The coals will be fired up around 10 AM, judging at 5 PM with beverages and edibles available all day! Join whenever you would like, the team will be around for good company.
Bring a side dish to be shared with all and some beers as well if you so choose!
The idea is novel: pour your own local beer from a tap handle and eat some food from their kitchen that they make. The follow through with that idea in practice lost something in translation to the people who work there…
Its a beautiful space in Grain Belt’s retired keg house in Northeast Minneapolis. The owners of the building turned the warehouse into smaller office-style spaces and Community Keg House occupies the first door upon entering from the parking lot. Traverse to the counter and you have found the pivotal point: the man with the clean glasses. Order your food their chalkboard menu and a pint with him and he hands the vessel over and directs you to the “taproom”.
Here comes the decision. All the taps are from local breweries and each one has as full description of the beer that would pour when you bring the handle towards you. The “taptender,” as they are called, will offer you a very small pour of the beers to try if you are fickle about the flavors your are looking to have. They will also direct your process on how to pour the correct way and fill the glass without the foam head so many would walk away with, uneducatedly.
The business models looked like there was one person in the tap area and the other was the cashier/food runner. One stays around the taps and makes sure that the lines are running and the people have their glasses filled (only once). The other(s) are to work the register to send the ticket to the kitchen and then bring the food out when its done. Here was our biggest disappointment – Our food sat on the window for as long as it took us to drink a pint, and when we ordered the next one we asked if that was ours and he said “maybe, check the ticket next to the plates.” That type of service has not been beleaguered to us since the bartender at the Cedar Inn was drunk enough to have us pour our pitcher since he was drinking with others. Why give out table numbers if they do not signify where the food goes?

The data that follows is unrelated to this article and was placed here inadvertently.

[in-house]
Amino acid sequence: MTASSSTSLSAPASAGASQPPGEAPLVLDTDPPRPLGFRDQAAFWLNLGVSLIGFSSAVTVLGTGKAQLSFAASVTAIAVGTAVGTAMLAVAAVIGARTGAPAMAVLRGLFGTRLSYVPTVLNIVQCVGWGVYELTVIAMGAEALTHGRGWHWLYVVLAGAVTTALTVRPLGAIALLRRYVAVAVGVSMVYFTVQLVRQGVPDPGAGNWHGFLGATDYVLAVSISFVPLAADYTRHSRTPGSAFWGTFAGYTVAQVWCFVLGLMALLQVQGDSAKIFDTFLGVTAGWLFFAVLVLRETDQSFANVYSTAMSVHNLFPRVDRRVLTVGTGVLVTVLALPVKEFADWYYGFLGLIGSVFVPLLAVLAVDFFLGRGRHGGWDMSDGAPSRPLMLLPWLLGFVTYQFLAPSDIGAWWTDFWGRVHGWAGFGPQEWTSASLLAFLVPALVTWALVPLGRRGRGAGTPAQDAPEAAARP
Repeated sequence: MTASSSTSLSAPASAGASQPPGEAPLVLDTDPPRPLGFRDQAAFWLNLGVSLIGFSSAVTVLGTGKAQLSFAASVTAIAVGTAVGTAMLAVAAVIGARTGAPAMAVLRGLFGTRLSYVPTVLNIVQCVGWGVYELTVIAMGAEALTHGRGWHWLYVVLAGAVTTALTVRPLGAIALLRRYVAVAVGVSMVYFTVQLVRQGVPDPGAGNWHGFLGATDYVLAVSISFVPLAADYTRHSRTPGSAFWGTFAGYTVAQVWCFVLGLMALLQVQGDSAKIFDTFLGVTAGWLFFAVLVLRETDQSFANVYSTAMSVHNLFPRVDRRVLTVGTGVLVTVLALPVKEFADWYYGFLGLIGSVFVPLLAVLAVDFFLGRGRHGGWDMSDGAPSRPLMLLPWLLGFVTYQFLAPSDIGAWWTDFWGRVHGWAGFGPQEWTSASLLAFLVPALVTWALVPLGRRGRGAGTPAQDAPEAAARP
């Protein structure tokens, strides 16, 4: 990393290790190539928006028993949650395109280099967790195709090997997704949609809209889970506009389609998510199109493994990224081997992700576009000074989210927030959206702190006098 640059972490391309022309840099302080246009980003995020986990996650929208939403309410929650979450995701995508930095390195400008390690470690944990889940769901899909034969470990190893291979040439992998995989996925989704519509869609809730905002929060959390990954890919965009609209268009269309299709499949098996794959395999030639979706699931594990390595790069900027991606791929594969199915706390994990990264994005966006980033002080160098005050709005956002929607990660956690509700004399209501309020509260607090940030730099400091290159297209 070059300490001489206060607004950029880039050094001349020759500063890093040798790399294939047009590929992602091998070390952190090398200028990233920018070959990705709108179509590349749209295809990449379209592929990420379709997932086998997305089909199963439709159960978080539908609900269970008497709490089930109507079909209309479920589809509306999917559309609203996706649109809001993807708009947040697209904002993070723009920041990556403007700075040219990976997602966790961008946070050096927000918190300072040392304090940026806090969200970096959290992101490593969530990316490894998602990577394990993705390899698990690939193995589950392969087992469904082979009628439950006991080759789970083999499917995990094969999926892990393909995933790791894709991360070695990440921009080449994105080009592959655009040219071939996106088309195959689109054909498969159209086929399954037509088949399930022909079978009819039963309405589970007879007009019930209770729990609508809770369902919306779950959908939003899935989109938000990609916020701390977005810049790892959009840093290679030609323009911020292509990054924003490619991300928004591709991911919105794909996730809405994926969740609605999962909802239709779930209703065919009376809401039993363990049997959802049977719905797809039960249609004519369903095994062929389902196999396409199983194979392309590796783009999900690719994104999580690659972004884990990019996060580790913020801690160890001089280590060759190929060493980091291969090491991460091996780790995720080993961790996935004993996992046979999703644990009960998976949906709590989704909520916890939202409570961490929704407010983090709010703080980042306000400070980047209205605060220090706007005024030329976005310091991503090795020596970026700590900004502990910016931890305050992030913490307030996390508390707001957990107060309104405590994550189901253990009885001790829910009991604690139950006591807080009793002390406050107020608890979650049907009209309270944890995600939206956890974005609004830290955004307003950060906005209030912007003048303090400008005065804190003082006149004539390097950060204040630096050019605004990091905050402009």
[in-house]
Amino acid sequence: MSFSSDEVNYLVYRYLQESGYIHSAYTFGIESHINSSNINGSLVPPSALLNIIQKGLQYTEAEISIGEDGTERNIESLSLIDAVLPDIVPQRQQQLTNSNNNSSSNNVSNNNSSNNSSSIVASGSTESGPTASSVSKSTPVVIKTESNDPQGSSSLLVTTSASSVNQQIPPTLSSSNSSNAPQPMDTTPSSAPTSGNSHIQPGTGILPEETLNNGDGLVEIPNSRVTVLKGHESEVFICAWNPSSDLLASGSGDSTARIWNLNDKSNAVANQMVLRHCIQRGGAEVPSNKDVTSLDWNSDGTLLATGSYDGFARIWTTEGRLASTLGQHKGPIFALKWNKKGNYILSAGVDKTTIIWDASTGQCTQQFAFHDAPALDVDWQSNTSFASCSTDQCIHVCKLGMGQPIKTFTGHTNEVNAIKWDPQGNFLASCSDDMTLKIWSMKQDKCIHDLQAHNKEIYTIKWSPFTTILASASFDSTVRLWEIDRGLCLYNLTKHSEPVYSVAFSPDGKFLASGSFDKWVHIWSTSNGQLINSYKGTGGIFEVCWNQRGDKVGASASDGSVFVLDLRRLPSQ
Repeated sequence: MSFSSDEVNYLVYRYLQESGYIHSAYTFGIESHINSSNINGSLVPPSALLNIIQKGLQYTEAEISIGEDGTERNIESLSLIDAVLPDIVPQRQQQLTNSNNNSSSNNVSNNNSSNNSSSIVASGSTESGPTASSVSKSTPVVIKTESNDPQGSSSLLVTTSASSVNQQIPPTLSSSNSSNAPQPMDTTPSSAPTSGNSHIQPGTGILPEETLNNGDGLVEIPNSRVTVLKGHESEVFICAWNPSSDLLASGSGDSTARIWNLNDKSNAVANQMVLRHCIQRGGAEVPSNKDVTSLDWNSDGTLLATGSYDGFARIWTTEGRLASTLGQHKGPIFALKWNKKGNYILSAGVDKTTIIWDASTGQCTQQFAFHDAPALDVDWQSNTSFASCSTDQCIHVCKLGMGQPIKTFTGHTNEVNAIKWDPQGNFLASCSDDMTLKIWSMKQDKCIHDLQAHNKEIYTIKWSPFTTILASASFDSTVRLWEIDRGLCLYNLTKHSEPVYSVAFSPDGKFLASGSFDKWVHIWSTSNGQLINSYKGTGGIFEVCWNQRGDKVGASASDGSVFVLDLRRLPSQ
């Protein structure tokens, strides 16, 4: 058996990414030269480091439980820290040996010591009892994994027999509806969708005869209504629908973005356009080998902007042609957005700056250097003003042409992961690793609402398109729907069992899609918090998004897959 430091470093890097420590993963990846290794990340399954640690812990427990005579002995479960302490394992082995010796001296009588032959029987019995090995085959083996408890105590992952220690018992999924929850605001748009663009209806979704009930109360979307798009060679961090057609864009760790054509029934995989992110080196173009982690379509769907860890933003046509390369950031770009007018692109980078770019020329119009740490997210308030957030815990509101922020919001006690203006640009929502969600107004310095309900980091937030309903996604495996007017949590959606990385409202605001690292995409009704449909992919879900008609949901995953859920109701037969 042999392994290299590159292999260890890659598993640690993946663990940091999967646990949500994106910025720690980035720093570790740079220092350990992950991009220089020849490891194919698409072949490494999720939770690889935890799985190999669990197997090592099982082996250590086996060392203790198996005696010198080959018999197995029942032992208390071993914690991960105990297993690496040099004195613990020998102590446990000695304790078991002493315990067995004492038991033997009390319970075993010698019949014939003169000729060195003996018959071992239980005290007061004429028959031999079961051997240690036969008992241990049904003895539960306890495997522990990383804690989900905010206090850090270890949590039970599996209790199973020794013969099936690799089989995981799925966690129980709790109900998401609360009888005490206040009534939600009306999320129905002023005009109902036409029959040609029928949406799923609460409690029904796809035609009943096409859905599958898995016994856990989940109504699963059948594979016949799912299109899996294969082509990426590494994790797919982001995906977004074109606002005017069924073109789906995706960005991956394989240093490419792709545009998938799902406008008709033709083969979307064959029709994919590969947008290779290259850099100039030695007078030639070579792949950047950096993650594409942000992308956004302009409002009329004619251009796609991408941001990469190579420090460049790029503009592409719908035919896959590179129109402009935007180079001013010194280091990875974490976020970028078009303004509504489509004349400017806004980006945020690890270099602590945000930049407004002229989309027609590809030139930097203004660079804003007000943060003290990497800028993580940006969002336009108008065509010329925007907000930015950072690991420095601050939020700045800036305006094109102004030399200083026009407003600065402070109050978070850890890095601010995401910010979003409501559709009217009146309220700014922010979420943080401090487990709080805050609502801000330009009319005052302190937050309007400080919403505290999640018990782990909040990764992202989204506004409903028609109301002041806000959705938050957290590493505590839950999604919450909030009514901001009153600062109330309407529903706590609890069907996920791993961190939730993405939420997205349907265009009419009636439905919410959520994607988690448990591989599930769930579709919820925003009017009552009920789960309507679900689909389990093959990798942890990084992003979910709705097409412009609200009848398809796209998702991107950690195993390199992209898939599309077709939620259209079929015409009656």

Overall the place was a wonderful space that could have been better utilized and hired/trained more effectively. Sad, since this was a bar that we were pumped to be regulars at and try all the beers!
Food: 1/5 the food was tasty but expensive and it took too long to get out. Drink: 3/5 selection is limited in variety of styles, but not in companies. Atmosphere: 4/5 open and warm Overall: 2.5/5 A bit rocky now, with hopes of their improvement.
Edit: Permanently Closed [we called it!]
cui·sine - /kwəˈzēn/ - noun:
a style or method of cooking, especially as characteristic of a particular country, region, or establishment.
man - /man/ - noun:
a human being of either sex; a person.
mancuisine - /manˈkwəˈzēn/:
a human being who enjoys eating and writing about a style or method of cooking, especially as the distinctive attributes of the Twin Cities establishments of character.
mancuisine is a group of people who get together to check out new [and old] places, eat great food, drink wonderful beer, and compete with each other with our cooking.